Publication Type:Journal Article
Source:Forest Pathology (2016)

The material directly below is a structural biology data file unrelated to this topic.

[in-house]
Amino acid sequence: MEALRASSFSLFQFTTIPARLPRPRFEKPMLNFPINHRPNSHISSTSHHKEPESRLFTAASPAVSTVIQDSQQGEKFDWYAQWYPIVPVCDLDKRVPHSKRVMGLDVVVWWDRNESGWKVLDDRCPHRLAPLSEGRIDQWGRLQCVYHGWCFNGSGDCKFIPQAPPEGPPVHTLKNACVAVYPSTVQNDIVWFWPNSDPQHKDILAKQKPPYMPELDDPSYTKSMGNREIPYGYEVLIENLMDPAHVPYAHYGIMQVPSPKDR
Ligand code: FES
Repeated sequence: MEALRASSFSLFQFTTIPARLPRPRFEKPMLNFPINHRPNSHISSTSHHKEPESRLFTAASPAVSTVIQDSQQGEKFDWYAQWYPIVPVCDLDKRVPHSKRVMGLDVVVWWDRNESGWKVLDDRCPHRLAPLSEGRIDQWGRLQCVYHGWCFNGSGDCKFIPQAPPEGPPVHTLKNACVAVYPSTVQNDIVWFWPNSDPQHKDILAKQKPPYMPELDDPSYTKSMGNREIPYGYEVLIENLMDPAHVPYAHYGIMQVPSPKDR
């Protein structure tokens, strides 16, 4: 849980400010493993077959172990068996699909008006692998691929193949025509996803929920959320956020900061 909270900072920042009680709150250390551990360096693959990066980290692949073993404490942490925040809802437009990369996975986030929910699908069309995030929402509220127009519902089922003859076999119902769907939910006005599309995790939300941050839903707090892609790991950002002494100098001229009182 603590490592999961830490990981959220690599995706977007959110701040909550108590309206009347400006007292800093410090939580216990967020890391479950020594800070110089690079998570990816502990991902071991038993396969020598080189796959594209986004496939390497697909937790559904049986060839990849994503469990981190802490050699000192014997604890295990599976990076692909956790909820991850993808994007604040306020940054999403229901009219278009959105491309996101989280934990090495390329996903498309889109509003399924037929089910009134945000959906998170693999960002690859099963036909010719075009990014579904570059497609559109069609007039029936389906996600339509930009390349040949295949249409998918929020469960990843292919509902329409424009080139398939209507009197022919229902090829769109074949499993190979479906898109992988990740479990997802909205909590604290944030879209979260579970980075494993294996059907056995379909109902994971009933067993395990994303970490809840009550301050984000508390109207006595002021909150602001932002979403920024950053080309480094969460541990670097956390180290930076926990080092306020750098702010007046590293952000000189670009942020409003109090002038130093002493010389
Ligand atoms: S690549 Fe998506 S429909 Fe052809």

Brassicaceous plants rich in glucosinolates have been used as biofumigants for the management of soilborne pathogens. Efficacy of Brassica plant tissue has mainly been attributed to toxic isothiocyanates released upon the hydrolysis of glucosinolates. Management of Phytophthora cinnamomi, the causal agent of oak root rot in rangeland ecosystems using biofumigation, is promising, but requires further validation. The biofumigation activity of 14 brassicaceous plants was evaluated under experimental conditions. All evaluated plants rich in sinigrin suppressed (100%) the mycelial growth of P. cinnamomi, while plants rich in aromatic or other aliphatic glucosinolates had little or no suppressive effect. Simulating soil amendment in field conditions, the effects on natural soil artificially infested with P. cinnamomi chlamydospores were examined with Brassica juncea, Eruca vesicaria and Lepidium sativum, three species with different glucosinolate profiles. Only B. juncea decreased the viability of chlamydospores significantly in comparison with untreated soil only 1 day after biofumigation, whereas E. vesicaria needed 8 days to reach significance and L. sativum had no effect at all. Despite the decreases in soil inoculum, biofumigation with B. juncea did not prevent the root infections in a highly susceptible host (Lupinus luteus). However, biofumigation with plants rich in sinigrin, such as B. juncea, decreased P. cinnamomi soil inoculum under the experimental minimum threshold for oak disease expression. Although biofumigation should be considered as an effective measure to be incorporated in integrated control of the oak disease, biofumigation by itself would not be effective enough for the substantial suppression of P. cinnamomi inoculum.